In our simple scenario, the idea is that if the main node (n1) fails, the second node handles all traffic to the VIP. This will ensure availability across the cluster as long as critical services are mirrored on both nodes. To add a VIP address, edit the rm (resource manager) configuration in /etc/cluster/cluster.conf as follows:

< rm >
< failoverdomains/ >
< resources/ >
< service autostart="1" exclusive="0" name="IP" recovery="relocate" >
< ip address="" monitor_link="on" sleeptime="10"/ >
< /service >
< /rm >

Note: Each time you make changes to the file /etc/cluster/cluster.conf, be sure you increment config_version="n". If you don't, cman_tool will not recognize the configuration file as changed and will not proceed.

After you add the new resource, service and increment config_version, apply the configuration with the command cman_tool version -r. You should be able to see the changes logged in /var/log/messages, as follows:

Nov 22 02:36:07 n1 modcluster: Updating cluster.conf
Nov 22 02:36:10 n1 corosync[1117]: [QUORUM] Members[2]: 1 2
Nov 22 02:36:19 n1 rgmanager[1423]: Reconfiguring
Nov 22 02:36:19 n1 rgmanager[1423]: Loading Service Data
Nov 22 02:36:49 n1 rgmanager[1423]: Stopping changed resources.
Nov 22 02:36:49 n1 rgmanager[1423]: Restarting changed resources.
Nov 22 02:36:49 n1 rgmanager[1423]: Starting changed resources.
Nov 22 02:36:49 n1 rgmanager[1423]: Initializing service:IP
Nov 22 02:36:52 n1 rgmanager[4129]: Removing IPv4 address from eth1
Nov 22 02:37:03 n1 rgmanager[1423]: Starting stopped serviceservice:IP
Nov 22 02:37:08 n1 rgmanager[4241]: Adding IPv4 address to eth1
Nov 22 02:37:16 n1 rgmanager[1423]: Service service:IP started

To verify the cluster configuration and check that the new service is running, run clustat again. You should see output similar to this:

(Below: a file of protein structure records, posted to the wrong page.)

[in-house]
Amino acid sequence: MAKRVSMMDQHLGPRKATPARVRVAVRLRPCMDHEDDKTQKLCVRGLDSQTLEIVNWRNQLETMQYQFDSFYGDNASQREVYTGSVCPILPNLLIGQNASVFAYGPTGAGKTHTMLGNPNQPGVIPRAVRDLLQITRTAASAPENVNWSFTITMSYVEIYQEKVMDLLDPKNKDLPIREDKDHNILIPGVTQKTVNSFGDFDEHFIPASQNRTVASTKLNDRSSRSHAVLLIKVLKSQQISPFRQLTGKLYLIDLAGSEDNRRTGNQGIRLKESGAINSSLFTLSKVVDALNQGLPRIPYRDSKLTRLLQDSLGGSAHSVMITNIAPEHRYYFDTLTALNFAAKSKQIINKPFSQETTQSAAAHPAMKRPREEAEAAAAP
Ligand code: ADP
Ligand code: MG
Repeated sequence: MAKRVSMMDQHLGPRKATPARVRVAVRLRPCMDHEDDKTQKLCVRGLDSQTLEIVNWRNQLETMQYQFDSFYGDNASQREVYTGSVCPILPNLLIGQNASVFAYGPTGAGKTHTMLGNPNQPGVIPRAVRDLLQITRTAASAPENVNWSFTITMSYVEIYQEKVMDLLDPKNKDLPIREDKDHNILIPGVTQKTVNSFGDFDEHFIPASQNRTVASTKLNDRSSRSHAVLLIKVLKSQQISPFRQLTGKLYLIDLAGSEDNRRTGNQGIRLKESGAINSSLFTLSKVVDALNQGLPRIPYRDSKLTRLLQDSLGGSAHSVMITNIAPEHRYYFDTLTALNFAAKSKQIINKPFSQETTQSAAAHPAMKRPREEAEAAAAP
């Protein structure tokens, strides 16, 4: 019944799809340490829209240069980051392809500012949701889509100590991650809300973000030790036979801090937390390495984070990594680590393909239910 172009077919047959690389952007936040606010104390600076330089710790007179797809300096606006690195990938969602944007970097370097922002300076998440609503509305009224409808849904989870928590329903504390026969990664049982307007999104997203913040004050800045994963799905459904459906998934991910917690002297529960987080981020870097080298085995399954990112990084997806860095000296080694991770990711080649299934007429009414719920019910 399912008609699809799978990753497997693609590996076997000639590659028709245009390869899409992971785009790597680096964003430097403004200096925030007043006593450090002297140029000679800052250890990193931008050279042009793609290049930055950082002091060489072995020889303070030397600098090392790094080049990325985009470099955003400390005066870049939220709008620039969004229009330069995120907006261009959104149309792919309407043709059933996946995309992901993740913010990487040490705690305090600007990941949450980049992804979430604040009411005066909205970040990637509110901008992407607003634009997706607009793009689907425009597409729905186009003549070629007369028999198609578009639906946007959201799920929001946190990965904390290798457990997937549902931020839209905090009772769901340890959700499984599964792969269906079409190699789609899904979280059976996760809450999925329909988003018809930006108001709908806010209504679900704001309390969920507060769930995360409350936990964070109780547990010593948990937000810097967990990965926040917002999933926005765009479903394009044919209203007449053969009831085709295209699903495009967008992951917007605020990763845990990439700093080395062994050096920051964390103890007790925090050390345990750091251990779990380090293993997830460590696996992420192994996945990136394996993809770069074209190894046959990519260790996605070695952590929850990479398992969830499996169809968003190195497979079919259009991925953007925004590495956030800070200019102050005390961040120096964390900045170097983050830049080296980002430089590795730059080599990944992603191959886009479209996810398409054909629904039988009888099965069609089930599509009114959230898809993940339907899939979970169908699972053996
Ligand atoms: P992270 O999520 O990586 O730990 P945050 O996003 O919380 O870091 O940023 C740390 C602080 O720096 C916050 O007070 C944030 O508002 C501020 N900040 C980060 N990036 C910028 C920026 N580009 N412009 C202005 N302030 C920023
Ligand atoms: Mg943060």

Cluster Status for hacluster @ Tue Nov 22 03:07:50 2011
Member Status: Quorate
Member Name ID Status
------ ---- ---- ------ 1 Online, Local, rgmanager 2 Online, rgmanager
Service Name Owner (Last) State
------- ---- ----- ------ -----
service:IP started

As the above output shows, the VIP is allocated to (n1). If you want to reallocate the VIP, use the command clusvcadm -r IP -m, where IP is the service and is the node IP or hostname that you want to serve as your primary node.

Congratulations – you now have a working cluster with a simple configuration that provides basic HA. If the active node goes down and is unreachable, the VIP is automatically reallocated to the second node.

HA Troubleshooting

At least that's the theory. You may experience some issues, and when you do, you'll find that troubleshooting HA clusters is a complex task because of the way they work – various daemons and kernel modules are responsible for different HA tasks, and each of these essential parts of the cluster can cause problems.

Checking logs can provide some clues when things go wrong. By default, all cluster-related messages go to /var/log/messages. These simple messages give basic information about major changes in the cluster, such as starting, stopping, or moving a service. This log also collects errors about problems with cluster communication.